20. When my husband traveled and worked overseas, he was issued a company credit card – American Express or Diner’s Club. It was “Here, get this card; the bill still comes to you and then fill out an expense report.” I think most big companies did this and, hence, a foreign profit center. I would bet that most of their customers still use it for company expenses, so I wouldn’t hold my breath that FTFs will ever be eliminated.

  21. It’s really interesting to hear people here talk about there not being any fees charged to a card issuer when processing a foreign transaction. That’s simply not true. Besides the supposed <1% fee from V or MC, there is something called bid-ask-spread in the F/X market. The spread isn't as large as say a small cap stock which doesn't have the same liquidity in the market place as the GBP/USD. However, there are some currencies where the spread between two currencies may not be favorable and thus a F/X fee is (was) warranted.

  22. Ben – you are correct that is a bid-ask spread in the currency market. However, I suspect that you are probably incorrect in how it affects the credit card companies. Presumably they include the spread in the conversion rate they use for you. However, since they have charges from country B by cardholders of country A and charges from country A by cardholders of country B, the credit card company only has to go to the currency markets for the net difference. In other words, they then come out ahead on the fees for the offset amount that have been charged to customers but that they did not have to pay. I don’t have any insider knowledge, but I can’t imagine them doing it any other way.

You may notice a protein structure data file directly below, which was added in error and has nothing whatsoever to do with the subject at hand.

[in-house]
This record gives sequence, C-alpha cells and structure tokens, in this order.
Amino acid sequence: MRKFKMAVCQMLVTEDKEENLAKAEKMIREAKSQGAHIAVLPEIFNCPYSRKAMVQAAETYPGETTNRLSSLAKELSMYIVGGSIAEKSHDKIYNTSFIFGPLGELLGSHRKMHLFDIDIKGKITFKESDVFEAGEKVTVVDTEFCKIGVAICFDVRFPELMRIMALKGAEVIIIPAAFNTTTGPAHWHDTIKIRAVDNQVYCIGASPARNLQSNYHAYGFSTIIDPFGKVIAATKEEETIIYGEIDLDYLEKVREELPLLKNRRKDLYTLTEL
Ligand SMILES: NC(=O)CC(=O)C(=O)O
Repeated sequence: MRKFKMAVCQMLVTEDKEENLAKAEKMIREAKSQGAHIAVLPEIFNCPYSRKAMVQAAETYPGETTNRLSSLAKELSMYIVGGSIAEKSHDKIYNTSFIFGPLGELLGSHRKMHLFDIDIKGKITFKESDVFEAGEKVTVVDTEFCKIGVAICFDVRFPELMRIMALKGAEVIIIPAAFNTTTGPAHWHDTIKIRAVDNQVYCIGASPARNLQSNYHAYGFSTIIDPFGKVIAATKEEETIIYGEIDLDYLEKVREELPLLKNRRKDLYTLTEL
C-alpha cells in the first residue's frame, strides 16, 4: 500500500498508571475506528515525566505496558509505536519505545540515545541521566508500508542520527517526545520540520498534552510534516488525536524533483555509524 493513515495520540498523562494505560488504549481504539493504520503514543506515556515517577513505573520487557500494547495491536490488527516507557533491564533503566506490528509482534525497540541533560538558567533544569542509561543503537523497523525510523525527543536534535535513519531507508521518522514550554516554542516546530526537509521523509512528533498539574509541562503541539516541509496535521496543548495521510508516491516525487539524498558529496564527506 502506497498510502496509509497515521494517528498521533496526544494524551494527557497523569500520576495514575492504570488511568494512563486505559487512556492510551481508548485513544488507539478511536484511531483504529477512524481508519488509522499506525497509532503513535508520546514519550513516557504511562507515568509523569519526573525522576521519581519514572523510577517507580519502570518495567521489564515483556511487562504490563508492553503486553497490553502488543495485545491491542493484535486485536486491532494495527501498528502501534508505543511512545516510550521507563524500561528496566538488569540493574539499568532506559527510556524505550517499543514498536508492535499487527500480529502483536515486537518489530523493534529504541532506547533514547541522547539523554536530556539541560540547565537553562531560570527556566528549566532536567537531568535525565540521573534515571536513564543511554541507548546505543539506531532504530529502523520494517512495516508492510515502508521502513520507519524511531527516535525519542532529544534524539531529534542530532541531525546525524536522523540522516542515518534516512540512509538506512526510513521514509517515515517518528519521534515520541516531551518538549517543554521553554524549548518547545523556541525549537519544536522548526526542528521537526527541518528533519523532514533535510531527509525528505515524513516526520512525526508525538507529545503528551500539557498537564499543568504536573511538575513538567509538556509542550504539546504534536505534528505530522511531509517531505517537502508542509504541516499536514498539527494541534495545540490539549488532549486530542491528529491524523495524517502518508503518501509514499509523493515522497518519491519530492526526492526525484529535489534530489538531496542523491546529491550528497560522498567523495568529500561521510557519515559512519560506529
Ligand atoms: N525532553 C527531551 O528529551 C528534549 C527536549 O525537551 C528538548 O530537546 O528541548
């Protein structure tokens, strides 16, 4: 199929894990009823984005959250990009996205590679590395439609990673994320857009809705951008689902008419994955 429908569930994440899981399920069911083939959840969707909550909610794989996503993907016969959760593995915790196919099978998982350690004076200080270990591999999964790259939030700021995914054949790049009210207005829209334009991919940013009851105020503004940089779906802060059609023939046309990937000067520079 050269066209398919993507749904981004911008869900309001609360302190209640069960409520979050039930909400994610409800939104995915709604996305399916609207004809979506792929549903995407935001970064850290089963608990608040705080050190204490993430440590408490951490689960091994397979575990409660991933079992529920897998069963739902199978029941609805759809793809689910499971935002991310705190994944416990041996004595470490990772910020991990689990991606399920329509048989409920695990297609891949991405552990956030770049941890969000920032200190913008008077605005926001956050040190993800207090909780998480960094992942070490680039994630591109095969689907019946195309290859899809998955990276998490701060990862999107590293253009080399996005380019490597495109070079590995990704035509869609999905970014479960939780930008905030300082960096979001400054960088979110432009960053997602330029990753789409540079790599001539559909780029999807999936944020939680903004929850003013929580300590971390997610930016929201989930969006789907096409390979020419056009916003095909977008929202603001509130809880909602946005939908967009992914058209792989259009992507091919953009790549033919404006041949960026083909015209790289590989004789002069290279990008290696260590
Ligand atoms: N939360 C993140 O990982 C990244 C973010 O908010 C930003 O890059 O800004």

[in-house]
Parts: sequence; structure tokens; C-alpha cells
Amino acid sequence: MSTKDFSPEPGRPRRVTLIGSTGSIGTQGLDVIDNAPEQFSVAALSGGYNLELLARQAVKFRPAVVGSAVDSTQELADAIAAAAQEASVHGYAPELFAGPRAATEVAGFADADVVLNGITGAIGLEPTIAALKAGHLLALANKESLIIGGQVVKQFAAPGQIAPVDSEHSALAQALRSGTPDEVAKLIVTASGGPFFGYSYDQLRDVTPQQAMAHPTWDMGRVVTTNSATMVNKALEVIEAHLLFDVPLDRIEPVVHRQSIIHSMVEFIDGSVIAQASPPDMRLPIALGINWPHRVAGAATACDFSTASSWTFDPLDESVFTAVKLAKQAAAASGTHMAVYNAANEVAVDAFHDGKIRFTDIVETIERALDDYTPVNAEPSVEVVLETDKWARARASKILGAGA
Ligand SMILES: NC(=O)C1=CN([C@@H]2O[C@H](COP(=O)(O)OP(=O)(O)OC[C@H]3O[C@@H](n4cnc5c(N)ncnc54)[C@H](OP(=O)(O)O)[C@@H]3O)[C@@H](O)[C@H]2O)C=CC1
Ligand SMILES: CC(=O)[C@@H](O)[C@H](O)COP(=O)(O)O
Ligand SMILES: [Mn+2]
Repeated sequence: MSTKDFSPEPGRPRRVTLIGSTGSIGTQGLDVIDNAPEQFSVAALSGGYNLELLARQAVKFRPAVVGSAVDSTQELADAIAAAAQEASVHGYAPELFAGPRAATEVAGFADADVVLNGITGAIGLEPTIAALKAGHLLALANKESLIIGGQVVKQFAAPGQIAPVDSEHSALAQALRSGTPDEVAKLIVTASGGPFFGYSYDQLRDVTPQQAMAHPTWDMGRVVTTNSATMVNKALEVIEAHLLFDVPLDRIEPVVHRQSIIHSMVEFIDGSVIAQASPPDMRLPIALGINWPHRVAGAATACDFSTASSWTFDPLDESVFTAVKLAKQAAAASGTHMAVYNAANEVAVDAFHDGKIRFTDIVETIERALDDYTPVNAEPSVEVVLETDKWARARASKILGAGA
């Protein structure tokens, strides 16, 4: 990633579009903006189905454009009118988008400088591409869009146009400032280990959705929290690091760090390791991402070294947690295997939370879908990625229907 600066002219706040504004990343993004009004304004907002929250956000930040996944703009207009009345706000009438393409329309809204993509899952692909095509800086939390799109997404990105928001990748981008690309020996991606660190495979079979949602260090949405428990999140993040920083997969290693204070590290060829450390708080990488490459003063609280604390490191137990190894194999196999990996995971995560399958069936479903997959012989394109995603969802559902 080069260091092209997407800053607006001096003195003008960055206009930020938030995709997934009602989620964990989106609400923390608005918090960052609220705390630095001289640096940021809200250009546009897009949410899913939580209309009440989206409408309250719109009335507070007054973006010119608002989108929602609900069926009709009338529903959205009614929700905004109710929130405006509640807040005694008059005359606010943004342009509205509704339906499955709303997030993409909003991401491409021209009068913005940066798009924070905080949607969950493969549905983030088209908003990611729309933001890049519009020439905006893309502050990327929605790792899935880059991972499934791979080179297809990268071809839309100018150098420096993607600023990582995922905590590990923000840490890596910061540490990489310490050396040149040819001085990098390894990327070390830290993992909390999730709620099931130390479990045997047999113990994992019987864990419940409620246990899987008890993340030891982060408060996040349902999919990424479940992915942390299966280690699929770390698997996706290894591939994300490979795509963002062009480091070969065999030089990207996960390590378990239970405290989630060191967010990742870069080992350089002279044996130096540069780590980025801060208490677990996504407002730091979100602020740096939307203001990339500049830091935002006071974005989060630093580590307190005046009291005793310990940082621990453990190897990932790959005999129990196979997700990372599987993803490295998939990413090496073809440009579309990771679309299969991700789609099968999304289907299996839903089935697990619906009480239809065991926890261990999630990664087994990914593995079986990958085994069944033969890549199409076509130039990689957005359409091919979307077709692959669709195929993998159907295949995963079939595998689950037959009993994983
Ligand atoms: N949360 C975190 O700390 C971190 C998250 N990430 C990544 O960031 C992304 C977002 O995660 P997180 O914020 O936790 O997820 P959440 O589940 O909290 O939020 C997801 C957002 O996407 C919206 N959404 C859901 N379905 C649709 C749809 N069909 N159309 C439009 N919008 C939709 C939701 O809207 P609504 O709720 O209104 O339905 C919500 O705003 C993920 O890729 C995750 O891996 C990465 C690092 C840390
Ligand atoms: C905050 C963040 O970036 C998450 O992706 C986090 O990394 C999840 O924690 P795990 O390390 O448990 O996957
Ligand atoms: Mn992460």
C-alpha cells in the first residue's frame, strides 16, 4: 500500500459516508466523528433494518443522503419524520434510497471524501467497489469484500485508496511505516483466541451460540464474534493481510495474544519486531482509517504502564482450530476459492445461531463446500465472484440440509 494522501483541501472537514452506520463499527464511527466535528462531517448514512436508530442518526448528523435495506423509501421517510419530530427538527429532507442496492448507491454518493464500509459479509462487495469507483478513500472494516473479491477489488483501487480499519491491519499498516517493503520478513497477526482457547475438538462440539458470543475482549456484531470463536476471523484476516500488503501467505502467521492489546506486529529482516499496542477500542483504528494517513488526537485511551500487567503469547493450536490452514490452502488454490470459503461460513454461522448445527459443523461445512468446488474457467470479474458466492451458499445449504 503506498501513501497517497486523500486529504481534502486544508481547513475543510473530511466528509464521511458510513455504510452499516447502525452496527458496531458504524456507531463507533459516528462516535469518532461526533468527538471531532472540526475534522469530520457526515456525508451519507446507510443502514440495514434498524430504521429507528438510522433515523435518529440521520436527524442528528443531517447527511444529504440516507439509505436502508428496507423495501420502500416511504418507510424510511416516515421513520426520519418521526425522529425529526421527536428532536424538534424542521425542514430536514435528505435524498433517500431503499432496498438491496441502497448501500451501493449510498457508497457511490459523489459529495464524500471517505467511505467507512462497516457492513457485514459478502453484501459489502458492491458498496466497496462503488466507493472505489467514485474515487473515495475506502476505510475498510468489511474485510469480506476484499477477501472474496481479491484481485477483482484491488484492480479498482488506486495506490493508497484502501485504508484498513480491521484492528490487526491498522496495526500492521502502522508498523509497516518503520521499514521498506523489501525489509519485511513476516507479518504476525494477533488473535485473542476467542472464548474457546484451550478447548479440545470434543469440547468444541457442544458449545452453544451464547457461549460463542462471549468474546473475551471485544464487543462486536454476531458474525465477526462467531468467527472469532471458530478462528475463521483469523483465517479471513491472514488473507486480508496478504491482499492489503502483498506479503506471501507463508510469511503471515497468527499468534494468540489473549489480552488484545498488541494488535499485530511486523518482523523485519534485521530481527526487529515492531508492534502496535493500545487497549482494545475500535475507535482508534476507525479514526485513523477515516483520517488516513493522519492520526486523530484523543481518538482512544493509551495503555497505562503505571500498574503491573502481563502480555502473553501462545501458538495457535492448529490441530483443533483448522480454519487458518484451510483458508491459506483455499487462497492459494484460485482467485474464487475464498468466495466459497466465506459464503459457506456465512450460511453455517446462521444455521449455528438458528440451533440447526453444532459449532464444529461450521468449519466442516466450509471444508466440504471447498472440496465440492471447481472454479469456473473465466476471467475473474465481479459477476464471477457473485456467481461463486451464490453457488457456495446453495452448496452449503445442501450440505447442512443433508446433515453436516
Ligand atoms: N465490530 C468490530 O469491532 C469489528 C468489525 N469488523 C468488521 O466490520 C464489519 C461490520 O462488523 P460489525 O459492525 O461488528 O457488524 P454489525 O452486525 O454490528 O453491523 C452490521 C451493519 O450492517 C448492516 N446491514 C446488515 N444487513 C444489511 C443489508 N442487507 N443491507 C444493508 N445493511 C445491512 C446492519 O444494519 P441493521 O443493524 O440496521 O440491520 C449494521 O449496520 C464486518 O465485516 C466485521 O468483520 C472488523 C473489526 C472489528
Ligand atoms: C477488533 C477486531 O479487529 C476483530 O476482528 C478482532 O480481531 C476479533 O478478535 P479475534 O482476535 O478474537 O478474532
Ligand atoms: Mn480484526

23. This is a good analysis of why issuers offer bonuses that function as loss leaders. However, if your correspondent tried to make it seem as though waiving FX fees were somehow similarly generous, he was being quite disingenuous. The issuer still makes their full interchange profit on foreign transactions, and closes any exchange risk out at or near the instantaneous interbank rate. All they have done is stop adding a wholly unjustified spread to the conversion. In my opinion this is far more a recognition of market forces and the availability of cheaper FX conversion (including from the same banks!) than any scheme to encourage usage, although that is of course a nice benefit as well.